Grooming a Dog at Home: Sparky’s Top Tips

Grooming a dog at home, How to groom a dog at home, Grooming your dog at home

One of the most loving things you can do for your best pal is to make sure you keep up with their grooming regimen.

Grooming your dog regularly helps to remove loose hair as well as any dirt or dander in their coat. It also helps prevent abscesses, skin infections or mats that pull tightly at your pup’s skin and cause pain.

Even if you still go to a groomer regularly, doing some of your own maintenance in between sessions makes your groomer’s job much easier (and often cheaper).

The most important thing to remember when grooming a dog at home is to not be intimidated. The more you do it, the better you get at it, and the more ready you’ll feel to build upon your grooming skills!

Schedule For Grooming a Dog at Home

Some grooming tasks should be done weekly or even daily, while others can be left several weeks without issue. Here’s a rough guideline for how often you should groom:


  • Brush your pup’s coat. Even a quick five-minute brush each day to get out dirt and loose hair goes a long way — especially if you have a dog who sheds their undercoat twice a year.

  • Brush your dog’s teeth. Do this daily if you can; if not, even two or three times a week helps.

A few times a week

  • Wipe any gunk away from your dog’s eyes

  • Check over your dog’s paw pads for dryness or cracking (daily in winter)

  • Clean out your dog’s wrinkles (daily if your dog is especially prone to skin infections)

Once a month

  • Clean your dog’s ears. If your pup’s ears are prone to buildup, this may need to be done twice a month.

  • Clip your dog’s toenails.

As Needed

  • Bathe your dog. If you and your dog are very outdoorsy and Fido often smells like dirt and dead squirrel, you’ll want to bathe him more often — but remember that bathing too frequently actually damages the coat. Once a week is considered too much. Unless the stink is overwhelming, try to go at least 4 weeks in between baths. For most dogs, every 6 weeks is recommended..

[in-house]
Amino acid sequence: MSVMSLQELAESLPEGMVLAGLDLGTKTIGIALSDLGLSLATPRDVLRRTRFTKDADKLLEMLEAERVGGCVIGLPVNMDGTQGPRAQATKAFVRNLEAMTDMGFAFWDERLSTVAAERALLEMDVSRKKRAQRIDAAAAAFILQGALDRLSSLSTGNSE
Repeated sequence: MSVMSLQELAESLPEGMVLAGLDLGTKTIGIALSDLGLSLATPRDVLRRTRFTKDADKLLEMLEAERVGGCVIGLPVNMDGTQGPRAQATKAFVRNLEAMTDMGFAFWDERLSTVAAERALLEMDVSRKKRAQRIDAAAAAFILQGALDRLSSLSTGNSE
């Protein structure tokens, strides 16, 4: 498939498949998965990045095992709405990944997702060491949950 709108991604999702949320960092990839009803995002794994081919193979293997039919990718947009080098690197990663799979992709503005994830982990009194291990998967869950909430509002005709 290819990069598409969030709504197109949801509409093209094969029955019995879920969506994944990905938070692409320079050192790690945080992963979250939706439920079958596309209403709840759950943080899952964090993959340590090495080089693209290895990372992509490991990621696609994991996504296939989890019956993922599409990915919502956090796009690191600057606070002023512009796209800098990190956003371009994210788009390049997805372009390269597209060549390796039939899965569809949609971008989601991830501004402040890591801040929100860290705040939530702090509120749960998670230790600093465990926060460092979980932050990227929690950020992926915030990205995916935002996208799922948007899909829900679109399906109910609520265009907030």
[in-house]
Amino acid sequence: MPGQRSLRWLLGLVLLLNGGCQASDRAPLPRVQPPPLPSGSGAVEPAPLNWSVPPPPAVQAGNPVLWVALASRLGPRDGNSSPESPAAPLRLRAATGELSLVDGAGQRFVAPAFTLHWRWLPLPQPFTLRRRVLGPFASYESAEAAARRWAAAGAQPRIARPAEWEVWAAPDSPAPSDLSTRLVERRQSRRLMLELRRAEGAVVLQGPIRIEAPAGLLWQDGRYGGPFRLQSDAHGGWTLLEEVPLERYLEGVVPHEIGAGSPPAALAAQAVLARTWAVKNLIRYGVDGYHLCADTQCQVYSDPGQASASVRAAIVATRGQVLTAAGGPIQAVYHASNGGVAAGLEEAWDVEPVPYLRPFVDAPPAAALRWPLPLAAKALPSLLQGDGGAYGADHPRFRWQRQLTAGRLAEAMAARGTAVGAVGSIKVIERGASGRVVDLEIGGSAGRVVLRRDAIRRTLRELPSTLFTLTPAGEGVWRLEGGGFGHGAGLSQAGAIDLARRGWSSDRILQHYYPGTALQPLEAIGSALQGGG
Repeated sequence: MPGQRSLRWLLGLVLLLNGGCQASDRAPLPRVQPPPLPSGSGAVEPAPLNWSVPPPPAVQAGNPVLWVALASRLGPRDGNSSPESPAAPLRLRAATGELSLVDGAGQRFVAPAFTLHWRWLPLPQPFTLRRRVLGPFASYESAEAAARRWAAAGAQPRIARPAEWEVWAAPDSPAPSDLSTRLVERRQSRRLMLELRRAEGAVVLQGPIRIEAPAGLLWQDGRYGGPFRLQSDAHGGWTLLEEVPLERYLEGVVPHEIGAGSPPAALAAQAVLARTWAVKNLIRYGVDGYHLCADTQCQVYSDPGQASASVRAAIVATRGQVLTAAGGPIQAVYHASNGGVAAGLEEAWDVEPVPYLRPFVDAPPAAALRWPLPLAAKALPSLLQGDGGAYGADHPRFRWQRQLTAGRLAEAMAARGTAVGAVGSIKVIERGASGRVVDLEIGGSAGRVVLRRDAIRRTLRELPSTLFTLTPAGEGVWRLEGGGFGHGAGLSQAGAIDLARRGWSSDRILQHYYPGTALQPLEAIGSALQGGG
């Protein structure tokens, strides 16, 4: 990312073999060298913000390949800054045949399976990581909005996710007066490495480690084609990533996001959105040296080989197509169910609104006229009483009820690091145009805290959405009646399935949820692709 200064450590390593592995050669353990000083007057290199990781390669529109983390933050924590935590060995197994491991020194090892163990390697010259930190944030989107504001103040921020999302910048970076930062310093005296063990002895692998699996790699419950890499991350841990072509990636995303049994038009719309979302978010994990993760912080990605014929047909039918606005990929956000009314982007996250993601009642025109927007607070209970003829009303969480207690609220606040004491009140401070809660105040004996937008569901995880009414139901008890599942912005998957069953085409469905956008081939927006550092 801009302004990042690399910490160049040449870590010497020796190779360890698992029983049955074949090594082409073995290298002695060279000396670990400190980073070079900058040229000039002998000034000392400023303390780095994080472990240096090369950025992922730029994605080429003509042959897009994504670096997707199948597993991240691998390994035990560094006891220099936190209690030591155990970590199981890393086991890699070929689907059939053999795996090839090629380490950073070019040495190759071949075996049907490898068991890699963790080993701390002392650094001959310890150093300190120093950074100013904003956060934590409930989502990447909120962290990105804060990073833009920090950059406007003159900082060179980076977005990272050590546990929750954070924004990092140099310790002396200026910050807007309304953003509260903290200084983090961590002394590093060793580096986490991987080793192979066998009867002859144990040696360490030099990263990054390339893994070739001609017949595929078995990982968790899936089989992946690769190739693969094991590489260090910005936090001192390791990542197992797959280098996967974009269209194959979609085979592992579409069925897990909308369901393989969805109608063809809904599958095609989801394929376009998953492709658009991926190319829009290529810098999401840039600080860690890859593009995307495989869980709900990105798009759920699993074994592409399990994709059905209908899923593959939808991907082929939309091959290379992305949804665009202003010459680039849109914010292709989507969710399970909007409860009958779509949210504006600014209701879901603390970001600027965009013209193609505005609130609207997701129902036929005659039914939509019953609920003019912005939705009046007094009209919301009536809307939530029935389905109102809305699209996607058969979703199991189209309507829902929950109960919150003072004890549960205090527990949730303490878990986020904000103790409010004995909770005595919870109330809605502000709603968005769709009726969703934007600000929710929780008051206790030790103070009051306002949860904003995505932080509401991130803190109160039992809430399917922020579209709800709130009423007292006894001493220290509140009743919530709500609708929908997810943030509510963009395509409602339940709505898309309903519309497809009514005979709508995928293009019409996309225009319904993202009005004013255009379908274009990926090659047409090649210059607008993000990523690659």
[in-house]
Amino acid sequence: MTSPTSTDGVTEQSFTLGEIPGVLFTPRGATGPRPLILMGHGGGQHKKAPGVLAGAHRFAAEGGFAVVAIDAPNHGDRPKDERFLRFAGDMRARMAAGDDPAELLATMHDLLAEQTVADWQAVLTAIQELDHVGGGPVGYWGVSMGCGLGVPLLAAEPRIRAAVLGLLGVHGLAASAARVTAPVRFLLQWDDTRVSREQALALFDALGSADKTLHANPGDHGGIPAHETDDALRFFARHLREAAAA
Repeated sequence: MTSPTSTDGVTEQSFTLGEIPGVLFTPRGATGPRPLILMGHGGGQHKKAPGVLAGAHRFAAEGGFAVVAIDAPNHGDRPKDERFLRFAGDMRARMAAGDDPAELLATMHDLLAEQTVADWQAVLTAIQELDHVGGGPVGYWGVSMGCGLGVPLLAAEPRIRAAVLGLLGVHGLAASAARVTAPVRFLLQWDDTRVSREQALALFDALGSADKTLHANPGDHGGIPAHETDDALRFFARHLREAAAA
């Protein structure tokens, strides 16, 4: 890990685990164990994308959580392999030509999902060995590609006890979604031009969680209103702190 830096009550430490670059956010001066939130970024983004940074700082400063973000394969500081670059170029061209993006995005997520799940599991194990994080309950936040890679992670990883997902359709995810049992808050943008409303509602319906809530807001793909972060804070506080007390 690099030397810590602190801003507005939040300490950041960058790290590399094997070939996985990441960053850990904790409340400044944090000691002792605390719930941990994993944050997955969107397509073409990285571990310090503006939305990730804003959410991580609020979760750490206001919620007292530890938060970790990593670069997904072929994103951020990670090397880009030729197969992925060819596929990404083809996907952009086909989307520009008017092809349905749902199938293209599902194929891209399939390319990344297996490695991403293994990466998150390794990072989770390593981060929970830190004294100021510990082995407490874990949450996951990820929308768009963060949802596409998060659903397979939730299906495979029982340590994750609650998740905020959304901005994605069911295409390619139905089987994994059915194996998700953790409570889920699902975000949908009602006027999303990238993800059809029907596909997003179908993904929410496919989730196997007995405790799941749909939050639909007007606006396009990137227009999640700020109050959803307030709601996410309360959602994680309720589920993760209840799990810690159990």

• Trim or clip your dog’s fur. It’s usually best to do this after each bath. Only focus on areas you are comfortable with and need special attention (like any hair over your dog’s eyes or between their toes).

Every few months

  • Take your dog to a professional grooming session. Of course, depending on your dog’s coat, some pups will need professional treatment more or less frequently. Consult your groomer or vet if you’re not sure.

Supplies You Will Need For Grooming a Dog at Home

You may wonder: do you have to get dog-specific cleaning products? For example, what if you just washed your dog with human shampoo or baby shampoo — it’s basically the same thing, right?

Unfortunately, it is not the same thing! Human shampoos have a very different pH and formulation than those products specially designed for your furry friends.

In fact, it’s best to avoid using any human-intended products on your best pal. Everything from the lengths of the blades on the razors to the formulas in the products are different, so it’s worthwhile to invest in good canine grooming supplies — including dog-safe scissors, trimmers and clippers that are designed to be less dangerous for a squirmy pooch.

Also, remember that while some grooming supplies are universal, others depend entirely on your dog’s coat type. As the AKC explains,

“The kind of equipment you need depends on your dog’s coat texture and length. Longhaired dogs need pin brushes, which have long, round-ended stainless-steel or chrome-plated pins. Short-, medium-, and some long-coated breeds need bristle brushes. There are also slicker brushes for removing mats and dead hair; rubber curry combs to polish smooth coats and remove dead hair; clippers, stripping knives, rakes, hair dryers, and other grooming tools.”

A few of the most important supplies you’ll need for grooming a dog at home include:

  • Dog-safe shampoo and conditioner 

  • Dog brushes and combs

  • Flea comb

  • Dog-safe toothpaste and toothbrush

  • Dog-safe nail clippers or an electric nail trimmer

  • Styptic powder

  • Paw wax

  • Towels and washcloths

  • Lots and lots of your pup’s favorite treats!


Depending on the size of your dog and how dirty they are, giving your dog a bath can be the work of an hour — or an entire afternoon!

A small dog can be bathed in your bathtub or maybe even the kitchen sink, but if you have a large dog you may need to go to specifically built dog washes, which you can often find at laundromats or pet-centered establishments.

Always double check the water temperature on your palm so you know it’s not too hot or cold before you spray your dog. They are more sensitive to heat than we are, so don’t assume your dog loves a scorching hot shower just because you do.

Before you get going on Fido’s bath, one good tip is to wipe some peanut butter, cream cheese, or other yummy substance on the wall. This will keep your pup distracted with licking the wonderful taste while you clean them.